Dynamic distortion in resonant galvanometric optical scanners.

Alfredo Dubra // Publications // Nov 01 2020

PubMed ID: 34368405

Author(s): Akondi V, Kowalski B, Burns SA, Dubra A. Dynamic distortion in resonant galvanometric optical scanners. Optica. 2020 Nov;7(11):1506-1513. doi: 10.1364/optica.405187. Epub 2020 Oct 27. PMID 34368405

Journal: Optica, Volume 7, Issue 11, Nov 2020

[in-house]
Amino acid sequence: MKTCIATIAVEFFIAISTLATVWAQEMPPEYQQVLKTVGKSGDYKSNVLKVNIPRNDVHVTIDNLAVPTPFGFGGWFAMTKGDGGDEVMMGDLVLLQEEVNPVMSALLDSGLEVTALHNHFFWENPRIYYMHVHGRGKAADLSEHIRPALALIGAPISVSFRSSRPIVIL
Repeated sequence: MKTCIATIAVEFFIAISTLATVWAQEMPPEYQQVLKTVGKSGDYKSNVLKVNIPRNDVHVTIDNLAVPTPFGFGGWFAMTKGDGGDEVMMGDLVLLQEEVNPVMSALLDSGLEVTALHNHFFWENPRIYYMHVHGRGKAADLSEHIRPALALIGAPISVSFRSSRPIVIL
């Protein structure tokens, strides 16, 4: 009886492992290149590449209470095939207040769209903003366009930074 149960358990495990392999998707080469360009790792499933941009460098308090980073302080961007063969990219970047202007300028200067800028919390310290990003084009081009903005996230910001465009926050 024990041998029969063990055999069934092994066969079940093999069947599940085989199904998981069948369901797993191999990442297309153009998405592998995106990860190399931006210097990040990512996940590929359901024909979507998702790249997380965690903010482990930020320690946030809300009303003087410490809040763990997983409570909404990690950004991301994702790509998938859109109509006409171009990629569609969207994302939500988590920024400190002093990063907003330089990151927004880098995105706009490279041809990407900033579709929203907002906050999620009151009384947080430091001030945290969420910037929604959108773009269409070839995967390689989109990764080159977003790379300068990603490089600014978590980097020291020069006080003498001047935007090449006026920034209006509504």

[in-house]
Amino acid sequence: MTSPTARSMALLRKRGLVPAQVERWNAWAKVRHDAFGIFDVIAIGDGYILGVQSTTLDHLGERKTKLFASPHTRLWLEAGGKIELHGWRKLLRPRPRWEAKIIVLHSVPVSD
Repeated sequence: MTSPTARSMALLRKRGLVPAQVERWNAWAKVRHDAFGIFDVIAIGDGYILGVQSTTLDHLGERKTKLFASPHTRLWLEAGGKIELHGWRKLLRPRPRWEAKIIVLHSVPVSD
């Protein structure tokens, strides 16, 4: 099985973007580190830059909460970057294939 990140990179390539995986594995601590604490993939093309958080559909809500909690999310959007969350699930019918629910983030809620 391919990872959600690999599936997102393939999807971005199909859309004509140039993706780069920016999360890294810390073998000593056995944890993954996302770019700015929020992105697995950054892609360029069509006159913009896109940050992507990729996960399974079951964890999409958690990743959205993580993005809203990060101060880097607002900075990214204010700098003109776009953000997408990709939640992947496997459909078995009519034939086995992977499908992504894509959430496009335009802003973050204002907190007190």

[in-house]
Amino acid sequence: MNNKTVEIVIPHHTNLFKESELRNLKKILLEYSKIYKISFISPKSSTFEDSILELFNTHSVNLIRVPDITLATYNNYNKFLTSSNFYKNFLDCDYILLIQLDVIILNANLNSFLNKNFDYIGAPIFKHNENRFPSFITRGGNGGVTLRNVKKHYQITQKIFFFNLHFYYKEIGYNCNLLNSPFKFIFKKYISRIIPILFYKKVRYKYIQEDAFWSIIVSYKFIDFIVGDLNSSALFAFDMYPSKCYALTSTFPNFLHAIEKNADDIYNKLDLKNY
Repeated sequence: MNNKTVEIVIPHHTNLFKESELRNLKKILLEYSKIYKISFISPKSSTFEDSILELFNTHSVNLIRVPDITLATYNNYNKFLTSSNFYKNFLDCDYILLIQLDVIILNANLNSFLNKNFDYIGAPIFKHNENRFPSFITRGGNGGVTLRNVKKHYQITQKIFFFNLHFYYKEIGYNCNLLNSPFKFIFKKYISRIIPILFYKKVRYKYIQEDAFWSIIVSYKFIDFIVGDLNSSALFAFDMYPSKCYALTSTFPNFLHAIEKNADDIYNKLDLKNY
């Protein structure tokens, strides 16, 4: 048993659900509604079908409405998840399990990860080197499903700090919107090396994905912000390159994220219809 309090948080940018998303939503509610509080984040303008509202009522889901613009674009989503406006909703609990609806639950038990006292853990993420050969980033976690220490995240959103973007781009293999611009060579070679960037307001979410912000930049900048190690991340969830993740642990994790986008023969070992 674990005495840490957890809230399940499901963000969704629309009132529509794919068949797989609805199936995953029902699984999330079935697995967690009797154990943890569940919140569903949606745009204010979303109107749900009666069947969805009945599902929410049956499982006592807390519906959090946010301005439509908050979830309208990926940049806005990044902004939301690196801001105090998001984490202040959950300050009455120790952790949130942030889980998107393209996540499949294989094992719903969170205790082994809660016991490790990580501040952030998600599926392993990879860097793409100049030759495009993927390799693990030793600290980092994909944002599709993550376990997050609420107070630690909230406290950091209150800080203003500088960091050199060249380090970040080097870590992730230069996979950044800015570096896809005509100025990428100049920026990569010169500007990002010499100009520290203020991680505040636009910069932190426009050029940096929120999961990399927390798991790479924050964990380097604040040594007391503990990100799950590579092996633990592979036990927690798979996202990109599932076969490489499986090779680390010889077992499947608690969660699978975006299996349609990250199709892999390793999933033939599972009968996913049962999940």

High-speed optical systems are revolutionizing biomedical imaging in microscopy, DNA sequencing, and flow cytometry, as well as numerous other applications, including data storage, display technologies, printing, and autonomous vehicles. These systems often achieve the necessary imaging or sensing speed through the use of resonant galvanometric optical scanners. Here, we show that the optical performance of these devices suffers due to the dynamic mirror distortion that arises from the variation in torque with angular displacement. In one of two scanners tested, these distortions result in a variation of signal-to-noise (Strehl) ratio by an order of magnitude across the field of view, degrading transverse resolution by more than a factor of 2. This mirror distortion could be mitigated through the use of stiffer materials, such as beryllium or silicon carbide, at the expense of surface roughness, as these cannot be polished to the same degree of smoothness as common optical glasses. The repeatability of the dynamic distortion indicates that computational and optical corrective methods are also possible.